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    Description

    Extremely Rare July 10, 1733 Redated 1735 2 Shillings Unusual Back Printing Plate Style for Official "Quartering" of Change Denominations

    Colony of Connecticut July 10, 1733 Redated 1735 2 Shillings Fr. CT-41b. PCGS Very 30 Apparent.
    This is a re-dated 1735 face plate "Tall" Bill of Credit similar to the last. Printed on laid paper by Timothy Green. The cartouche in the center with obligations is topped by a gorgon head, and concealed at bottom is the dove vignette assigned to this denomination. The arms are at lower left. The text in the block printed back is in an ornamental frame with an unusual four quadrant A QUARTER OF TWO SHILLINGS printing, allowing the notes to be quartered and officially circulated for the lesser denomination. This series was not in Boyd, and this is a superior quality "Tall" Bill. Noted are "Small Edge Splits and Repairs; Minor Edge Nick at Left; Stains." There is some fold foxing, which is the mentioned staining, and the split seems minor. The face of the note is overall quite bright, and for an early Colonial specialist, this note is a true prize. Over the past few decades, perhaps less than a dozen Connecticut early "Tall" Bills from all series have been offered for sale; most of these were from the Boyd collection.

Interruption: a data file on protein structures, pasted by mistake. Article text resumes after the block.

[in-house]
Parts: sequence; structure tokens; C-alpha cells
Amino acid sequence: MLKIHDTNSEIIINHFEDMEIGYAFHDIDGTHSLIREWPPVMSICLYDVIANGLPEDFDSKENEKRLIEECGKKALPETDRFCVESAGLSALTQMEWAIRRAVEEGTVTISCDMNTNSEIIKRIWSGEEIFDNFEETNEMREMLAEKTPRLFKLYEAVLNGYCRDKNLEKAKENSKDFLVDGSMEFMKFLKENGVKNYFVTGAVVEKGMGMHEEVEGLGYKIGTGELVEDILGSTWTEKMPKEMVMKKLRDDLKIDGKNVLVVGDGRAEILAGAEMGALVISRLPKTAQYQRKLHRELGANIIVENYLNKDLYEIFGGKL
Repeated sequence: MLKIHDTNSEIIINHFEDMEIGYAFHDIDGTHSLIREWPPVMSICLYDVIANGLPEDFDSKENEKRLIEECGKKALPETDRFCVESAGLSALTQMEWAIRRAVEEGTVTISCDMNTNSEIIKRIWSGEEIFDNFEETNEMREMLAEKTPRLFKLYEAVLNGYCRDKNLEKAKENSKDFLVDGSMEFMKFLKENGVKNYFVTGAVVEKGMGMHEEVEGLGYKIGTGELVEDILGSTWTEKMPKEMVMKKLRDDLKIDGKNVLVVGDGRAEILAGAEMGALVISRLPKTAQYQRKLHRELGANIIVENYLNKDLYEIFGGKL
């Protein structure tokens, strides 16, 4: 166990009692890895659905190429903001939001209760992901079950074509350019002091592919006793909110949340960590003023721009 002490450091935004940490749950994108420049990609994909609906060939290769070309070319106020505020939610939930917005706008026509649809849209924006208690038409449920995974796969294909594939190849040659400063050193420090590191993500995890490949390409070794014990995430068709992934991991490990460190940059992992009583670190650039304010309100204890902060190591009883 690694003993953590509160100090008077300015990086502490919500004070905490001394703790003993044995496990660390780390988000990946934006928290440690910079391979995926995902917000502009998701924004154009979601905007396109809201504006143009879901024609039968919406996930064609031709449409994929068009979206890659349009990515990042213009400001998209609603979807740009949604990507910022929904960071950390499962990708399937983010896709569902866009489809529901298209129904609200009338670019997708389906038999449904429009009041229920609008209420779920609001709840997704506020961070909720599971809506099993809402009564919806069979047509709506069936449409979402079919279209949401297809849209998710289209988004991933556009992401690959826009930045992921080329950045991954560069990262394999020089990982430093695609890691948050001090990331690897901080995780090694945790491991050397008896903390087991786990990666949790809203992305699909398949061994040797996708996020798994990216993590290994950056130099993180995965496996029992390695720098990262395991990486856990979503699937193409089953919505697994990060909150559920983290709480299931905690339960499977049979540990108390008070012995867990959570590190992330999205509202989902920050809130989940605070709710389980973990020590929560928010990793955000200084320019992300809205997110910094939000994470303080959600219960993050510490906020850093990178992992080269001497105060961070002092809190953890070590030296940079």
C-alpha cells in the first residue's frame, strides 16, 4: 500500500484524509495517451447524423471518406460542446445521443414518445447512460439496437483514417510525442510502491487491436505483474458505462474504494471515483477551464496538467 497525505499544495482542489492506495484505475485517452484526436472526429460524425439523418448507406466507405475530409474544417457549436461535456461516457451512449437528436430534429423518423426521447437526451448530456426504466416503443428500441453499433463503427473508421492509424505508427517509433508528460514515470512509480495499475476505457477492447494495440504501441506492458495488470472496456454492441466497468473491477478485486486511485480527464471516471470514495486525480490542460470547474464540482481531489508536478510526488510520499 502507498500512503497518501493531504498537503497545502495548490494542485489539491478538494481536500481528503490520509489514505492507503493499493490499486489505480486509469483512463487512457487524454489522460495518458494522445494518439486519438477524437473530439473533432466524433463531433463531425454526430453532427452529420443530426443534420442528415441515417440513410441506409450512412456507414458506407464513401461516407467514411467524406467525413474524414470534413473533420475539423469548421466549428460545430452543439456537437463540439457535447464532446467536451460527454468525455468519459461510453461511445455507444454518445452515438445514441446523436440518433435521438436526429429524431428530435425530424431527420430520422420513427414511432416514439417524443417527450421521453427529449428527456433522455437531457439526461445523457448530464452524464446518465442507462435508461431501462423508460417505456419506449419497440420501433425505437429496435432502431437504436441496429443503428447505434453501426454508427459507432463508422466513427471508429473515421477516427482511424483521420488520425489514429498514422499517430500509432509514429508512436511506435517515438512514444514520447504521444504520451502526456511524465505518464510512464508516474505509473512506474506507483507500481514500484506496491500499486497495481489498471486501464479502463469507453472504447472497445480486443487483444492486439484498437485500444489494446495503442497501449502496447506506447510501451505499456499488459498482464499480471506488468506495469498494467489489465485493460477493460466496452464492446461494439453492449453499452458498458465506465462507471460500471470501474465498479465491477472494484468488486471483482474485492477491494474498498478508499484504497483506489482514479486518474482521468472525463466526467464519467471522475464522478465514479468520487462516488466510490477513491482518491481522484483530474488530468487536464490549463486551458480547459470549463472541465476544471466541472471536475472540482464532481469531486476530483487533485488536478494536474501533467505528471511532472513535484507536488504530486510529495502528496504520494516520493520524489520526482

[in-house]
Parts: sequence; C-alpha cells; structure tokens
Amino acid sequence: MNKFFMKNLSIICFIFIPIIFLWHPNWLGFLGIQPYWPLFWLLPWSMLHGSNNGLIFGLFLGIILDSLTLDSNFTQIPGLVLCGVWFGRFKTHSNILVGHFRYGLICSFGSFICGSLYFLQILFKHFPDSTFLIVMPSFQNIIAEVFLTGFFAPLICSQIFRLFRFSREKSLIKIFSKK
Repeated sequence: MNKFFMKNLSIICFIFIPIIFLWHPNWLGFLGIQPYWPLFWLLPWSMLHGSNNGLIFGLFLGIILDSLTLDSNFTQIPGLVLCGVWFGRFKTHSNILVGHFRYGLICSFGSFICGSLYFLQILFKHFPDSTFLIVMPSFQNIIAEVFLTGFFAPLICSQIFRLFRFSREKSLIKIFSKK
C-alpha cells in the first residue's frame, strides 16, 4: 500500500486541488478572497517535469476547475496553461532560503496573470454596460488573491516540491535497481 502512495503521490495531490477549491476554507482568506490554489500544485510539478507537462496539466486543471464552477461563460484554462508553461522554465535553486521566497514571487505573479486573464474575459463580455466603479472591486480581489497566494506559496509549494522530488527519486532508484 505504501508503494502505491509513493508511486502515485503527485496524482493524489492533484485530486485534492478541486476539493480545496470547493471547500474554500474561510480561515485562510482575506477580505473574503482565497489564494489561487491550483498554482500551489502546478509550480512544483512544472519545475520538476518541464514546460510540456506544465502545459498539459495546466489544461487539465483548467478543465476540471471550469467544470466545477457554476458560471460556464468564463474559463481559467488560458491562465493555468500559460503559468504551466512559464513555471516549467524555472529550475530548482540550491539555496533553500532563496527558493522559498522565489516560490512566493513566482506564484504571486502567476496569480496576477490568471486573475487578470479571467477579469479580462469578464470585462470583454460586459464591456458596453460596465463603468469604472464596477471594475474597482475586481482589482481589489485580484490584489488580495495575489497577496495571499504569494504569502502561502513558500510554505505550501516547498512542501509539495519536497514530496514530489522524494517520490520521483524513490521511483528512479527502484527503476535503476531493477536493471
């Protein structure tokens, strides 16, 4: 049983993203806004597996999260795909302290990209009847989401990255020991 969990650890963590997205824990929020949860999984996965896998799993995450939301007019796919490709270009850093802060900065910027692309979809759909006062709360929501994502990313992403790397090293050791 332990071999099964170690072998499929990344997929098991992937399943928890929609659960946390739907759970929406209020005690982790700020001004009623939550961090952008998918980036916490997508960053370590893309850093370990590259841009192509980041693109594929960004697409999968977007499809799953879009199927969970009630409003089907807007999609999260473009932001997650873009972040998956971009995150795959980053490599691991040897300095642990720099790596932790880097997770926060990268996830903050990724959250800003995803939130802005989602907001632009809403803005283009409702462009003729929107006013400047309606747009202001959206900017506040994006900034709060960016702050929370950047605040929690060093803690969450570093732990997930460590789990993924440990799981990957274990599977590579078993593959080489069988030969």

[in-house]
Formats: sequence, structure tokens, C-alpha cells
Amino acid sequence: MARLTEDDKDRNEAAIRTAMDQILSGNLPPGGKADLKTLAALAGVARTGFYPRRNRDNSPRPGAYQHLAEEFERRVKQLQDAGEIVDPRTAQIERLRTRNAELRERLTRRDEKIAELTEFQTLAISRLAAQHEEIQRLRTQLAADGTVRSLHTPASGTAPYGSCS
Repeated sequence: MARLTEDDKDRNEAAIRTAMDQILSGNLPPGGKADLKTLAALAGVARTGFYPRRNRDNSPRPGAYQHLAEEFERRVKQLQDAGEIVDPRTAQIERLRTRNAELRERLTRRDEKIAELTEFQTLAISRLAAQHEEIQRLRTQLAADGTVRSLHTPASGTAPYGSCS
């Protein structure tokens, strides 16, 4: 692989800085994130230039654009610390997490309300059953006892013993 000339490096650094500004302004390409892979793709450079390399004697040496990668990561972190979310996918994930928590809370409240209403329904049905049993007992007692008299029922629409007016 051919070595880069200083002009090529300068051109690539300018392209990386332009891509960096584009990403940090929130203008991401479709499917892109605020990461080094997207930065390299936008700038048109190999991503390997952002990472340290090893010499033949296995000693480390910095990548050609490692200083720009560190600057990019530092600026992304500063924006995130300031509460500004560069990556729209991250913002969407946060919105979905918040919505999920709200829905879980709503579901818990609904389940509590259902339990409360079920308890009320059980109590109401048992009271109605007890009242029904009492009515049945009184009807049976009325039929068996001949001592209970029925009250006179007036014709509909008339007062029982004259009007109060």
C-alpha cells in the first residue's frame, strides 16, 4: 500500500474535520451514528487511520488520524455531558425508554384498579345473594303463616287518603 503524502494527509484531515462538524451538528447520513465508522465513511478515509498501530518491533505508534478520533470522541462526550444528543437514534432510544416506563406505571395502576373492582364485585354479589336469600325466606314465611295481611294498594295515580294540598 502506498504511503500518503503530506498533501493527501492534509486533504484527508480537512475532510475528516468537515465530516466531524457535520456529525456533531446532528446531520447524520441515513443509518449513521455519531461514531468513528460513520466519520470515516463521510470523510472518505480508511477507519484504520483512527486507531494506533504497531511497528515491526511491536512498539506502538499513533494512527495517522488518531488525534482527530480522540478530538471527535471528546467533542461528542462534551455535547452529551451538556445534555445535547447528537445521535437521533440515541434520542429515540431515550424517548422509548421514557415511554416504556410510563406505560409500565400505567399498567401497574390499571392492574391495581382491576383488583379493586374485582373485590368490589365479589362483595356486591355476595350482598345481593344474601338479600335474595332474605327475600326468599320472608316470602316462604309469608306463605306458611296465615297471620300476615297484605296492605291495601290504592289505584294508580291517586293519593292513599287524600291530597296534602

Ex: Eric P. Newman Numismatic Education Society.




    View all of [Selections From The Eric. P. Newman Collection, Part VI a. ]

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    Auction Info

    Auction Dates
    April, 2015
    22nd-28th Wednesday-Tuesday
    Bids + Registered Phone Bidders: 13
    Lot Tracking Activity: N/A
    Page Views: 442

    Buyer's Premium per Lot:
    17.5% of the successful bid (minimum $14) per lot.

    Truth Seeker: The Life of Eric P. Newman (softcover)
    A powerful and intimidating dealer of the 1960s, backed by important colleagues, was accused of selling fraudulent gold coins and ingots to unsuspecting numismatists. Who would go up against a man like that and, over the course of decades, prove the fraud? Who would expose a widely respected scholar as a thief, then doggedly pursue recovery of coins that the scholar had stolen from an embarrassed numismatic organization, all over the objections of influential collectors who had bought coins with clouded titles? Eric P. Newman would - and did. Reserve your copy today.
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